Using a state religion as an aid to legitimacy turns the personal beliefs of individuals into a political issue, because disagreeing with the state's theological position also implies disloyalty to the state. Those who happen to disagree must either conform or risk becoming not only a religious dissident but a political one too.

Equating religious conformity with loyalty to the state allows Arab governments to label non-conformists not merely as dissidents but extremists. This in turn provides an excuse for suppressing them, as has been seen in Egypt with the Sisi regime's campaign against atheism and in Saudi Arabia where "promotion of atheist thought" became officially classified as terrorism.

Although Saudi Arabia's war on atheists stems from fundamentalist theology, in Egypt it's the opposite: the Sisi regime presents itself as a beacon of religious moderation. To describe the Sisi brand of Islam as moderate, though, is rather misleading. "Militantly mainstream" might be a better term. Theologically speaking it is middle-of the-road and relatively bland but also illiberal and authoritarian in character.

The result in Egypt is a kind of enforced centrism. While allowing some scope for tolerance – of other monotheistic religions, for example – the regime sets limits on discourse about religion in order to confine it to the middle ground. The main intention, obviously, was to place Islamist theology beyond the bounds of acceptability but at the other end of the spectrum it also means that atheism, scepticism and liberal interpretations of Islam have become forms of extremism.

Defining 'extremism'

Absurd as it might seem to place atheists in the same category as extremists such as terrorists and jihadists, the issue hinges on how "extremism" is defined: extreme in relation to what? Violent and intolerant extremism is a global phenomenon but confusion arises when governments try to define it by reference to national or culture-specific values.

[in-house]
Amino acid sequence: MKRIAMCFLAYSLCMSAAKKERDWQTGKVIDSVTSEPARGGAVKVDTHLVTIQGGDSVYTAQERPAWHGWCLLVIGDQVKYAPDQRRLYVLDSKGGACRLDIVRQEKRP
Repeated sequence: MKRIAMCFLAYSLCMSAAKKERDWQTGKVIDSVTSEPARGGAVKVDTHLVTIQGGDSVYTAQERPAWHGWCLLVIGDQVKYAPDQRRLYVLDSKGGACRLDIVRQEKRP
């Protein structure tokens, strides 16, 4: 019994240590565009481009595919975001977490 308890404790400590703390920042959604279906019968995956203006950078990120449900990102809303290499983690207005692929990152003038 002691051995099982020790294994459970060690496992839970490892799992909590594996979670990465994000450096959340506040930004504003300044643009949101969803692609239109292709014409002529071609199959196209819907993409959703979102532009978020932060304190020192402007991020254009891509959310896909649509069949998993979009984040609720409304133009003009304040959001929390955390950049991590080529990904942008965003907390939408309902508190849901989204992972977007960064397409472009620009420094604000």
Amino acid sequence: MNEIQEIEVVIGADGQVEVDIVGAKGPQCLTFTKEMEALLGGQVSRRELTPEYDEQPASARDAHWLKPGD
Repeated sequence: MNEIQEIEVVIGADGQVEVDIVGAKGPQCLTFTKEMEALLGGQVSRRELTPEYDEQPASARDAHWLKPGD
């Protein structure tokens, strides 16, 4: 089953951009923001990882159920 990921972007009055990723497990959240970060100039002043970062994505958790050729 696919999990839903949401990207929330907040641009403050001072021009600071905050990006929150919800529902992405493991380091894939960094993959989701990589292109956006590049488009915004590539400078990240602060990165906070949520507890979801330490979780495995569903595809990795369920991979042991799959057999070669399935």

Arab states are not the only offenders in this respect, though. They have been assisted by western governments defining "extremism" in a similar way – as rejection of a specific national culture rather than rejection of universal rights and international norms.

In its effort to prevent radicalisation of students, for example, the British government defined extremism as "vocal or active opposition to fundamental British values". Also in the context of eradicating extremism, the education minister talked about actively promoting "British values" in schools.

Approaching the problem in this way invites other countries to do likewise – even if their own national and cultural values would be considered extreme in relation to universal rights and international norms. Thus, Saudis can justifiably claim that atheism is contrary to fundamental Saudi values. Furthermore, the British minister's idea of instilling British values into British schoolchildren is not very different in principle from "instilling the Islamic faith" in young Saudis – which the kingdom's Basic Law stipulates as one of the main goals of education.

This article was first published on al-Bab.